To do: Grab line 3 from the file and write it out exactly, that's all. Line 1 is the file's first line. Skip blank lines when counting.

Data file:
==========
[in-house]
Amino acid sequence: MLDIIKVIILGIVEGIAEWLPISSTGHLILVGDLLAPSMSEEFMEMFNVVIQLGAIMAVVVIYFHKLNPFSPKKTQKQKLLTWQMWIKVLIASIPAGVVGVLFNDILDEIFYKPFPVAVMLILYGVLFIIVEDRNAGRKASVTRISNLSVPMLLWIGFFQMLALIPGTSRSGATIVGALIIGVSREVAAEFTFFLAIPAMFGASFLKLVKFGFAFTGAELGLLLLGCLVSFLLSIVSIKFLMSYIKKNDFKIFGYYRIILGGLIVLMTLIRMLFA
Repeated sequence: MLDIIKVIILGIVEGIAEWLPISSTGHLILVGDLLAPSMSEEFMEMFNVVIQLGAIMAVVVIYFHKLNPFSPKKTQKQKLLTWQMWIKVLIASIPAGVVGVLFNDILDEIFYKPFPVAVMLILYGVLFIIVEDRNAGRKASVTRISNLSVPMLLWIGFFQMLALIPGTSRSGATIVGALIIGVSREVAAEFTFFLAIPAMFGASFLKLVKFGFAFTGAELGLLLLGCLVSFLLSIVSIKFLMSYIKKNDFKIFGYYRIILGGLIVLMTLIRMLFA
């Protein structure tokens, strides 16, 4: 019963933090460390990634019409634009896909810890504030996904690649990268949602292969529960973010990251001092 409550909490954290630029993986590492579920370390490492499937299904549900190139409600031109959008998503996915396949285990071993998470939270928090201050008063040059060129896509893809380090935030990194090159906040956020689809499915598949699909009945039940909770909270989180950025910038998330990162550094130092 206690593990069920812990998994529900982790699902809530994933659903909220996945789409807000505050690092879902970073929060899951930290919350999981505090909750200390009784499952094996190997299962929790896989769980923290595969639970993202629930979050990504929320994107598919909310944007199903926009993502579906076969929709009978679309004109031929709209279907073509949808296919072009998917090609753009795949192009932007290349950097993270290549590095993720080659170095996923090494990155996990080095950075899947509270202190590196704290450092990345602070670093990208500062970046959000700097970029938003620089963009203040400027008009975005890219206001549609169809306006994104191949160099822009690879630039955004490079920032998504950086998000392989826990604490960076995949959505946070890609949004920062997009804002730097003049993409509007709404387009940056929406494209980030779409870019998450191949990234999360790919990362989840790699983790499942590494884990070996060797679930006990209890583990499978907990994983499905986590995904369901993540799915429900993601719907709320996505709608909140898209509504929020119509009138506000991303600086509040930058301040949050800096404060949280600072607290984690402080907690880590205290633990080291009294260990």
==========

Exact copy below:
Repeated sequence: MLDIIKVIILGIVEGIAEWLPISSTGHLILVGDLLAPSMSEEFMEMFNVVIQLGAIMAVVVIYFHKLNPFSPKKTQKQKLLTWQMWIKVLIASIPAGVVGVLFNDILDEIFYKPFPVAVMLILYGVLFIIVEDRNAGRKASVTRISNLSVPMLLWIGFFQMLALIPGTSRSGATIVGALIIGVSREVAAEFTFFLAIPAMFGASFLKLVKFGFAFTGAELGLLLLGCLVSFLLSIVSIKFLMSYIKKNDFKIFGYYRIILGGLIVLMTLIRMLFA